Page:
• Enjoy your lunch talking about pleasant things with coworkers (don’t bitch as it is proven to not help anyone feel better)

  • If you are solo, read something enjoyable and nonwork related.

  • I confess, I am actively working on this and it can be challenging as checking email can be a brain break from something else. I also watch YouTube videos by Marsha Linehan and other DBT experts for “fun” but then again, I am a DBT geek and proud of it!

  • Put time limits on time suckers that you don’t want to give up

  • Facebook: set an alarm for a self-selected time and once the bell rings, get off! And…don’t go back until your next allowed time, maybe the next day. This will seriously reduce the typical thought after scrolling “It’s already __ time? I have so much to do!”

  • Consider moving those magnetizing social media apps off the home screen of your smart phone

  • Have an alarm that signals to turn off the TV

2. Now, compartmentalize. Leave work at work. Time to put your brain into the reason why you work – your family, friends, and hobbies.

  • Are you expected to work outside of work? Not uncommon these days. That doesn’t mean you have to toss your dinner plate and jump to grab your phone right when it rings. Work on your terms as technically you aren’t working. At least finish your dinner while it’s hot!

  • Observe your limits. This is a DBT concept. Sometimes you need to extend your limits if you have a major deadline and know when to say when. Can it really wait, be honest. Leave as much work at work as you can.

3. Self-care

  • Schedule this and don’t blow it off

  • Put that yoga class in your calendar, put your mat and yoga clothes in your car and don’t go home! If you go in the morning, have those close ready to toss on and the rest in the car ready to go. Make going easy.

  • Seriously, pick something you want to do that is taking care of you and only you.

  • Change that mindset of “it’s selfish.” You are putting on your oxygen mask first. This makes you a better friend, lover, parent, and employee

  • Have a book sitting by your favorite chair and read for a chunk of time and yes schedule it

4. BE “selfish” by putting yourself first and respecting yourself as you deserve and need to care for yourself. Challenge the thought “but they need me”. Maybe sometimes and not as much as you think.

  • Say NO! Is it too hard? It can be for many. I hear “I don’t want to be rude.” To say no is rude? What about how rude it is to yourself? Time is precious so spend it wisely. You can say no and still be a good friend, partner, parent, and employee.

  • e.g. “I’m sorry, we can’t come over to visit this weekend. We are busy.” Busy IS going to that yoga class or sitting in front of you TV. You are busy rejuvenating and respecting yourself. Do it without guilt. Taking time for yourself is not a behavior that justifies guilt as you didn’t do anything wrong.

  • e.g. “I totally want to help you with that project! I need to finish up this current one first. I’ll let you know as soon as I get it done.” Then stand true to your word. If both are required, ask your boss, which is more important then give the estimated and realistic deadline for both.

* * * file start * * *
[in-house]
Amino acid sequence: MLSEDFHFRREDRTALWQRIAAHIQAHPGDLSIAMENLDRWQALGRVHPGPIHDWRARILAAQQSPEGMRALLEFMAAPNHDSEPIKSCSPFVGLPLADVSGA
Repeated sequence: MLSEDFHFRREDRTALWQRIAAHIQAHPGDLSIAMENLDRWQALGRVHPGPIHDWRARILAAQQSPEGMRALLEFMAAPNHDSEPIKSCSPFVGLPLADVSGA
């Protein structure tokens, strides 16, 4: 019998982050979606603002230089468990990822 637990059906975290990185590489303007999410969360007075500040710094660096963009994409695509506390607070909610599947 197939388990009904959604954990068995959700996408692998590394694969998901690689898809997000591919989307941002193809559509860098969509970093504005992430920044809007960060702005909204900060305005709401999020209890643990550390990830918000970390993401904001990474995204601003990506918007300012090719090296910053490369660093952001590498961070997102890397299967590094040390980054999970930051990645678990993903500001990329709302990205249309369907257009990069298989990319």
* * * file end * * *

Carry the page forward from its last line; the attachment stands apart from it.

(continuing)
• e.g. “You can go with your friend to the movies. I will drive you and your friend one way. You will need to find a ride to or from.”

  • e.g. “Sorry I can’t work that extra shift. I have plans.” No is okay. You might need the money and you’ll start to lose money of you don’t perform as usual because you are stressed.

  • Be mindful, if saying no is new, those around you will push back as they aren’t used to it. Stand strong and tall. You can train everyone you mean it and they will begin accepting your no.

  • Ask for help. Do you have judgments about this? That whole American way…we are humans, we are pack animals. We do things together. Like saying no, it just takes practice.

  • e.g. Be strategic. Reward your kids for doing a chore on the list. Let them fight over which chores they want to do. It’s good negotiation practice. 😉

  • e.g. Are you hosting yet another birthday party? Ugh! The house is a mess! Ask a good friend to help clean your kitchen. It’s more fun to clean someone else’s kitchen, it’s company for both of you, and takes less time! Then how about that cup of tea?

All of this is so essential because burnout is around the corner and serious. That is a topic for another email. First, let’s move toward avoiding it by managing stress.



Time to implement your plan to reduce stress:


Pick ONE goal to help target your stress.

  • Make it very doable so you have success quickly. Consider some of the ideas previously listed or identify your own.

  • Make a strategic plan to actually do it and stick to it for 2 months. Give it a solid effort. Be kind to yourself for slipups and make slipups not give ups. Get right back to your goal.

  • Observe how it changes you.

Here’s mine: I went hard core. My goal: Facebook vacation.

  • I deleted the facebook app right off my phone. It was a time sucker, well I made it one. It led to me disengaging from conversation when my husband drove. I went into my own world. After all, I was just sitting there, right. I noticed myself grabbing my phone when I had idle time When he commented, “What are you reading?” I replied with something like “an article on mindfulness” or something else. When he said “You could talk to me.” Whoa. Yep, I’m not doing nothing and just sitting there. So phone down and I talked. This is what led to my Facebook vacation.

What I observed:

  • I started getting more done and found I wasn’t as interested in what people ate or did. I didn’t need to see the picture of someone at whatever restaurant or the random vacation photo or latest rant. After a while, I didn’t find myself wondering.

  • I did miss reading mindfulness articles…I could always check on my computer. I didn’t. I don’t think I’ve become less intelligent.

  • I wasn’t wasting valuable time. I noticed I felt a bit less stressed.

  • I did jump on it once via my computer as I felt I ought to say thank-you to all the happy birthday comments. Isn’t that what we do? Who gets actual cards?

  • I did do it a month later and declared I had taken a Facebook vacation. Hopefully everyone “forgave me” for not writing the big “thank-you” within a day. Most likely it was long forgotten. I did spend a short amount of time scrolling and did a few “likes.” Then I was off and without setting an alarm!

  • I haven’t reinstalled it yet! I grab my phone less. I do research on things while my husband is driving using my phone. And it is based on what we are talking about not what I was interested. I stayed connected. “What was that campsite we went to last year?” And yes, I look it right up! “Let’s book it!”

  • I’m almost at two months and I think I’ll stick to it.

I hope this is helpful. Now go set your goal.